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Microscopy
Analyze the microscopic structure of the small intestine and learn the advantages and limitations of light, fluorescence and electron microscopy.

About This Simulation

Students learn how to operate a light microscope and understand the mechanisms behind. They are presented with chicken intestinal slides that have been stained with Anilin, Orange G and Fuchsin. Using the 5x magnification, students identify the villus, and then proceed with higher magnifications to identify smooth muscle, extracellular tissue, epithelial cells, Goblet cells and the nuclei.

Electron microscopes can be used to visualize objects that are too small to see when using a light microscope—for example the microvilli, mitochondria and the junctions between cells. In this lab, students examine a chicken intestine slide that is specially prepared for a transmission electron microscope. Students can zoom in and out and observe different cellular structures.

Students learn about fluorescence staining techniques and how it can be used to visualize specific structures. For example, by staining the DNA with DAPI, students can easily identify a cell’s nucleus. In this part of the lab, Students will examine a chicken intestine sample that is infected with a retrovirus. They observe how the virus infects the lymphocytes and how it inhibits inflammation. The retrovirus can be further developed as medicine for coeliac disease.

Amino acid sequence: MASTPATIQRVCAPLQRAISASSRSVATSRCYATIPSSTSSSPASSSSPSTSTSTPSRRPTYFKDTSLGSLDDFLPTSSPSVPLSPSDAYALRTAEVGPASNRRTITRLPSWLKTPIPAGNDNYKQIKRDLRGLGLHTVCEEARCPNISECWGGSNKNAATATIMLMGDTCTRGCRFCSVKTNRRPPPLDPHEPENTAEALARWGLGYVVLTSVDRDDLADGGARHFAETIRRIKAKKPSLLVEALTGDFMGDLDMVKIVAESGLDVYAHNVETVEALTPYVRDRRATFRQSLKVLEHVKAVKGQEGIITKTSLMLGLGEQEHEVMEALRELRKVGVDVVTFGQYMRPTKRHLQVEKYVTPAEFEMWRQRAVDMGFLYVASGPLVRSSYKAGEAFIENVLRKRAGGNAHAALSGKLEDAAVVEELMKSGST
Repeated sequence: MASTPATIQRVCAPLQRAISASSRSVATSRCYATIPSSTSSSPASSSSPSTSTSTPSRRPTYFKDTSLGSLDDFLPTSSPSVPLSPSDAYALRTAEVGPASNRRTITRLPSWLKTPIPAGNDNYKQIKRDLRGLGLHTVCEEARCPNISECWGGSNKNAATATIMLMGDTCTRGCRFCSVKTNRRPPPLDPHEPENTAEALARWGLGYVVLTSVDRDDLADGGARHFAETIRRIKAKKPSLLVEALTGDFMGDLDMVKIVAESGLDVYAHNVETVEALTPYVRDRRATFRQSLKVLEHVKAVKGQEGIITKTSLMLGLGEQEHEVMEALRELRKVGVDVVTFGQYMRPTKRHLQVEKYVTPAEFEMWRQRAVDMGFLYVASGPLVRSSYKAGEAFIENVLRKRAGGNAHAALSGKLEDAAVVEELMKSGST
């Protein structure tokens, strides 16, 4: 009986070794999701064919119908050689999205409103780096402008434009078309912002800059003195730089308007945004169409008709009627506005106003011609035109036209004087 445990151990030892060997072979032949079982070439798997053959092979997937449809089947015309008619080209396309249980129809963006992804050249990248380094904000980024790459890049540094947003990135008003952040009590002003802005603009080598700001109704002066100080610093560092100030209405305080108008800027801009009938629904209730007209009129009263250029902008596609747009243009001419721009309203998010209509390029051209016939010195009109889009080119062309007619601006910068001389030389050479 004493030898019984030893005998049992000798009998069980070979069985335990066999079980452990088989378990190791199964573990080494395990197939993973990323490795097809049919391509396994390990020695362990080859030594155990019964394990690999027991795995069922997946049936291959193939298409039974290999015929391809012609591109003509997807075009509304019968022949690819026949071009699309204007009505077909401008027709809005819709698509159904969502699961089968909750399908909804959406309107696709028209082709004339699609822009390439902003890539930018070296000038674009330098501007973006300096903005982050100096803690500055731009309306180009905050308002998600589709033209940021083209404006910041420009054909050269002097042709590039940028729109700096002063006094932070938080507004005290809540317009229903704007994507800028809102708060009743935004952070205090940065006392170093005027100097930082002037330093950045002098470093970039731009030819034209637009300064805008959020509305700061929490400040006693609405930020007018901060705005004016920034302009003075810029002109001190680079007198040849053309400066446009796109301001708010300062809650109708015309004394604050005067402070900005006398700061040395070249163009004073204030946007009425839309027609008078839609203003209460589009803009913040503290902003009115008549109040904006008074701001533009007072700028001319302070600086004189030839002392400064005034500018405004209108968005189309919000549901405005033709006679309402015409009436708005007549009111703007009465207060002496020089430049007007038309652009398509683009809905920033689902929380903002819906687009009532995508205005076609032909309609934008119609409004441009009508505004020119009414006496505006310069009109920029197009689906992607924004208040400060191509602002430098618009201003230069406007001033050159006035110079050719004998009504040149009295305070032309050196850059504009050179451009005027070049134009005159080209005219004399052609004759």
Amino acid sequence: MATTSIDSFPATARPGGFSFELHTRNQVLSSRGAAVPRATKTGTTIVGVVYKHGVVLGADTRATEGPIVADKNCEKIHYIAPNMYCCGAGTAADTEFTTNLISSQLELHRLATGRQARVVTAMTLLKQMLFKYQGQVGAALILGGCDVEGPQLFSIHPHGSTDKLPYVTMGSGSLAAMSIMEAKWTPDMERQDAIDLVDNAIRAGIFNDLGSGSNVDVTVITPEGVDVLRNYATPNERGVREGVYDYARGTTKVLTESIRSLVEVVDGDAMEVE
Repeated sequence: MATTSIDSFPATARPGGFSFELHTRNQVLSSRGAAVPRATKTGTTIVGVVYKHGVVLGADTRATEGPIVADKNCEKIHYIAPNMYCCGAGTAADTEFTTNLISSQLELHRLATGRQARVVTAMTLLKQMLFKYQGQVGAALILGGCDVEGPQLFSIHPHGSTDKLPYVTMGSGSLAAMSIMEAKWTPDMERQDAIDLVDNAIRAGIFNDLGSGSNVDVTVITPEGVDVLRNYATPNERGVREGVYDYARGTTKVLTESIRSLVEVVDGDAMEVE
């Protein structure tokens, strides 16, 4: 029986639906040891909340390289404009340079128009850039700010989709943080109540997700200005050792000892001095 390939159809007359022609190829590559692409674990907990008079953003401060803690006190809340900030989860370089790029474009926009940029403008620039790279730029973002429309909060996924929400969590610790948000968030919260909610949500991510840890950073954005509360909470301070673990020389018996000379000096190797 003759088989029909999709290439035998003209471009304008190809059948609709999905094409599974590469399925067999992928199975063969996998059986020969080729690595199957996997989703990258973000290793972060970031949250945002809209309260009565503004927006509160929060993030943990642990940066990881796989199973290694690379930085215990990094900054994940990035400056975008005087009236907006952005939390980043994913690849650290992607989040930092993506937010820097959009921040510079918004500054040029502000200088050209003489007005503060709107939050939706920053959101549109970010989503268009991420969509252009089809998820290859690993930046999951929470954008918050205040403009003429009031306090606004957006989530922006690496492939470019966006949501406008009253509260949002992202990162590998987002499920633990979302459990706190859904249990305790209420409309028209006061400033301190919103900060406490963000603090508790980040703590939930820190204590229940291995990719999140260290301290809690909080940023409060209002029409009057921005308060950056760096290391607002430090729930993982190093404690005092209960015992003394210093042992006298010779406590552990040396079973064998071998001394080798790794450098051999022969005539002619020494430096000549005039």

Screenshots

Collaborators

Dr. Frank Hauser

Department of Biology

University of Copenhagen

Dr. Kim Furbo Rewitz

Department of Biology

University of Copenhagen

Dr. Vibeke Sødring Elbrønd

Department of Veterinary Clinical and Animal Sciences

University of Copenhagen

Learning Objectives

  • Understanding different microscopy techniques and their limitations
  • Identifying various cell types and cellular structures
  • Learning about coeliac disease and intestinal inflammation
  • Learning about staining techniques

Techniques

  • Light micrroscopy: using immersion oil and working with different objectives
  • Fluorescent microscopy

Collaborator

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